Photo Information

Marines from the 26th Marine Expeditionary Unit Command Element start their 880 yard run portion of the Combat Fitness Test conducted during sustainment training at Camp Buehring, Kuwait, Jan. 03, 2009. The 26th MEU is currently deployed to the U.S. Central Command Area of Operation as part of its 2008-2009 deployment. (Official USMC photo by Lance Cpl. Jacob W. Chase) (Released)::r::::n::

Photo by Lance Cpl Jacob W. Chase

Passing the test: 26th MEU completes CFT

15 Jan 2009 | Cpl. Aaron J. Rock 26th Marine Expeditionary Unit

More than 250 Marines from the 26th Marine Expeditionary Unit’s Command Element completed their initial, “inventory” Combat Fitness Test here over several days during their ongoing sustainment  and bilateral training  with the Kuwaitis.

Marines from Battalion Landing Team 2/6, the Ground Combat Element of the MEU, as well as Combat Logistics Battalion-26, the MEU's Logistics Combat Element, each conducted a CFT during a recent port visit in Bahrain.

The test, which the Marine Corps is phasing into its yearly cycle of training for all Marines, challenges them to perform tasks more closely simulating conditions on the battlefield than the current standard Physical Fitness Test, which consists of a run, pull-ups and crunches, according to Staff Sgt. John Trimble, Marine Air Ground Task Force Plans Chief for the 26th MEU.

“Anyone can train for the PFT and not be a strong person,” he said.  “With the CFT you must be full-body strong; even though it’s less time, your whole body has to be strong.” Trimble said the MEU performed the CFT to conduct an inventory and to familiarize the Marines with the new test.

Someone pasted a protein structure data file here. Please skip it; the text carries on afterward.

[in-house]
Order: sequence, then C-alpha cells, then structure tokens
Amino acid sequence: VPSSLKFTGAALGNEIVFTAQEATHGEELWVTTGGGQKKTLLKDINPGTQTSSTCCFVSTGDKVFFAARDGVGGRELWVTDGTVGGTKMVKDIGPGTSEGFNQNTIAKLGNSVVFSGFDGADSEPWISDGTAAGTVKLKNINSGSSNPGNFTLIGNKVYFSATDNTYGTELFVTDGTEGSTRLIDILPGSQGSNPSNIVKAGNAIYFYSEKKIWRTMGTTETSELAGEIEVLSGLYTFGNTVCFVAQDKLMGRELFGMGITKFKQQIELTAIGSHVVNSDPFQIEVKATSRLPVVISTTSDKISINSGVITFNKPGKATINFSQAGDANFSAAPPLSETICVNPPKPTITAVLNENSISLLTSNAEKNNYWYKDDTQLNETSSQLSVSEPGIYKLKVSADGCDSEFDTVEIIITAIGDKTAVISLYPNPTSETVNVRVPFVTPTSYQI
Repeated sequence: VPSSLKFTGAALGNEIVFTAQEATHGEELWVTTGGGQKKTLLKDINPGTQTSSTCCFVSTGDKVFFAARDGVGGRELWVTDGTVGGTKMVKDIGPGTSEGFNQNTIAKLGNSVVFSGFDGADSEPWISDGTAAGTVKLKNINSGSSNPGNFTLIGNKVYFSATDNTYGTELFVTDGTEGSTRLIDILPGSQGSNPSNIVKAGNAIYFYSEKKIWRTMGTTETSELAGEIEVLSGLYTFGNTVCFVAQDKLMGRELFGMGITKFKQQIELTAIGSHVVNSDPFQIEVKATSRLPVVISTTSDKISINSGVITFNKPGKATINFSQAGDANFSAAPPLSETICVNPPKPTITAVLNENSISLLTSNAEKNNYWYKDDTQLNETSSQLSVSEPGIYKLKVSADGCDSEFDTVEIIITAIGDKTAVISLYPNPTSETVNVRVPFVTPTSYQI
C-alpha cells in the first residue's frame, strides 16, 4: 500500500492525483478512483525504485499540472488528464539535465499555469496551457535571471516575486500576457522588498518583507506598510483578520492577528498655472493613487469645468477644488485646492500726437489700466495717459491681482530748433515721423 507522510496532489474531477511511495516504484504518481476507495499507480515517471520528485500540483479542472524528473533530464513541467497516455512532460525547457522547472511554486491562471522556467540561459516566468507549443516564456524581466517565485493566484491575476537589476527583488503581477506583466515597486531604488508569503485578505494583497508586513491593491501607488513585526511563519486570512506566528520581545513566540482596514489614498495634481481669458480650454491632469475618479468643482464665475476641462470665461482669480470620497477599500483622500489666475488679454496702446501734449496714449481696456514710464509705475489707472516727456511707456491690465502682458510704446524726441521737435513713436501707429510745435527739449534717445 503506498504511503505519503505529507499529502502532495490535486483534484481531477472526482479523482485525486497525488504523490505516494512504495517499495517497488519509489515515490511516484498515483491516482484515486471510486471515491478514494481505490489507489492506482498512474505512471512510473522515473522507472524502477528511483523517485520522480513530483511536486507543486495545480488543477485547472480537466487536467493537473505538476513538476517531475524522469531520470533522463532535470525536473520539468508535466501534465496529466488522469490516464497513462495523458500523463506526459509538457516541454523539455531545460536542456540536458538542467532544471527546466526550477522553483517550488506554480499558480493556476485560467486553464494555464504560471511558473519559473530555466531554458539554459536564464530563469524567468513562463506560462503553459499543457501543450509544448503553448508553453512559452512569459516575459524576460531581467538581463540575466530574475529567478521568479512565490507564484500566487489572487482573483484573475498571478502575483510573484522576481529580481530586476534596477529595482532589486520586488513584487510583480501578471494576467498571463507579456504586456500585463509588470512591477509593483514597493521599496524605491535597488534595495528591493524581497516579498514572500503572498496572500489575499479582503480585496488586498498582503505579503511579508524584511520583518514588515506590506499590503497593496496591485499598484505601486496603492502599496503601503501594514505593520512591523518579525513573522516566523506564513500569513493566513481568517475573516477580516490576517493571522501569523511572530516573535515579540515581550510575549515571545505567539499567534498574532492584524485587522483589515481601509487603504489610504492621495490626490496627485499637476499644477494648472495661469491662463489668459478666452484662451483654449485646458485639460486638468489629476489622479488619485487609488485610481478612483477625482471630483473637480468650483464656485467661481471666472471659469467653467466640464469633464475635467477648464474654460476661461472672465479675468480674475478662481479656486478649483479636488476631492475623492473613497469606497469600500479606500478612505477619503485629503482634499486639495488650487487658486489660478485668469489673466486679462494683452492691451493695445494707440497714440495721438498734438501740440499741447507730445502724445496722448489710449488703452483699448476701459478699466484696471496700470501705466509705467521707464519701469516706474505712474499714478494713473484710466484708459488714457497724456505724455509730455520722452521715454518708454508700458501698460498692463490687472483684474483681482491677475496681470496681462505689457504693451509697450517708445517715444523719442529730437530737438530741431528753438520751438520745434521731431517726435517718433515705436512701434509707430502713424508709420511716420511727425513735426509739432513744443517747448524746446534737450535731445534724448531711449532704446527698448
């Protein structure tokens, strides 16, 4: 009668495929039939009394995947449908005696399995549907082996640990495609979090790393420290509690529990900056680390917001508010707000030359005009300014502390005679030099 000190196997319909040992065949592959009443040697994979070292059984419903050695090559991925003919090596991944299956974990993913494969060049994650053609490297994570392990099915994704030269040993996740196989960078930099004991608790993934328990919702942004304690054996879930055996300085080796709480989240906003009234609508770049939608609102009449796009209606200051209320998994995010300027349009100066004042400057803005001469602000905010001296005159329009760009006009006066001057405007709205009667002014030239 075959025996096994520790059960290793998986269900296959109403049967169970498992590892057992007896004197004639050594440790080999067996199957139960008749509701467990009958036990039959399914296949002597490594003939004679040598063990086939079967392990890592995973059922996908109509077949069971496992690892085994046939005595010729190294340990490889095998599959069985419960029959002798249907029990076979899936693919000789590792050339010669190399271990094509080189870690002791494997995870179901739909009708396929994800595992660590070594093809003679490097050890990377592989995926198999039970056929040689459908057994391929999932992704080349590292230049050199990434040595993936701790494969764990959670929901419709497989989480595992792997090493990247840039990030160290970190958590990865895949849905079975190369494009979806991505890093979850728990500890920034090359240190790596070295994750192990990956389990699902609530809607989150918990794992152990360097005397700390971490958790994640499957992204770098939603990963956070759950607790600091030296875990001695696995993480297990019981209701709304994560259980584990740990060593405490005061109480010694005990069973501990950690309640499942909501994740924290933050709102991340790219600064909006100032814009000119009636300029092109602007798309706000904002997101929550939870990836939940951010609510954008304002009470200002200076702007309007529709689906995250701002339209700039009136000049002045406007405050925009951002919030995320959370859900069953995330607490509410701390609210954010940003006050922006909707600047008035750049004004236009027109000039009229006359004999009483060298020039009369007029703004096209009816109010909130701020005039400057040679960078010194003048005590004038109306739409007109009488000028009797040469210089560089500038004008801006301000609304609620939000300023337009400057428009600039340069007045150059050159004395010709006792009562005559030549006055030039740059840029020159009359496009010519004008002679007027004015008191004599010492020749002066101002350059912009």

Corporal Christopher A. Pruett, a supply administration clerk in the Command Element, agreed.

“You have to use more muscles than just what you use for pull-ups and crunches and running in the PFT,” he said.

The first clue to the difference between the two fitness tests is the uniform:  whereas Marines take the PFT in the standard green-on-green physical training uniform, the CFT requires Marines to be in the uniform they will wear into a fight, boots and the distinctive MarPat camouflage uniform.

The test starts with a run.

“It’s a movement-to-contact run,” explained Trimble.  He explained the reasoning behind the 880-yard run is that, “880 yards is too far for most small arms, but within range of crew serves (machine guns), so it is a viable distance to get to a contact point.”

Following the run, Marines go to the next event, an ammo-can lift.

Marines are given 2 minutes to lift a 30-pound ammo can over their heads and back to shoulder level, simulating loading ammo onto a truck or other lifting situations, said Trimble.

Following the ammo can lift, Marines move to the maneuver-under-fire portion of the test, which contains aspects of what may happen in combat, said Trimble.

This portion of the test includes different kinds of crawls, sprints, a buddy drag, a fireman’s carry, sprinting while carrying two ammo cans, diagonal runs and a simulated grenade throw.

“It is kind of a practical application in addition to being a test,” said Trimble.

Overall, Pruett said he likes the CFT better than the PFT.

“It forces you to use a little bit more inner strength,” he said.  “Also it’s more of a competition; like you try to get a better score than the person in front of you.”

He said the test is was also kind of a wake-up call.

“It makes you realize what your strong and weak points are and makes you want to work on them,” he said.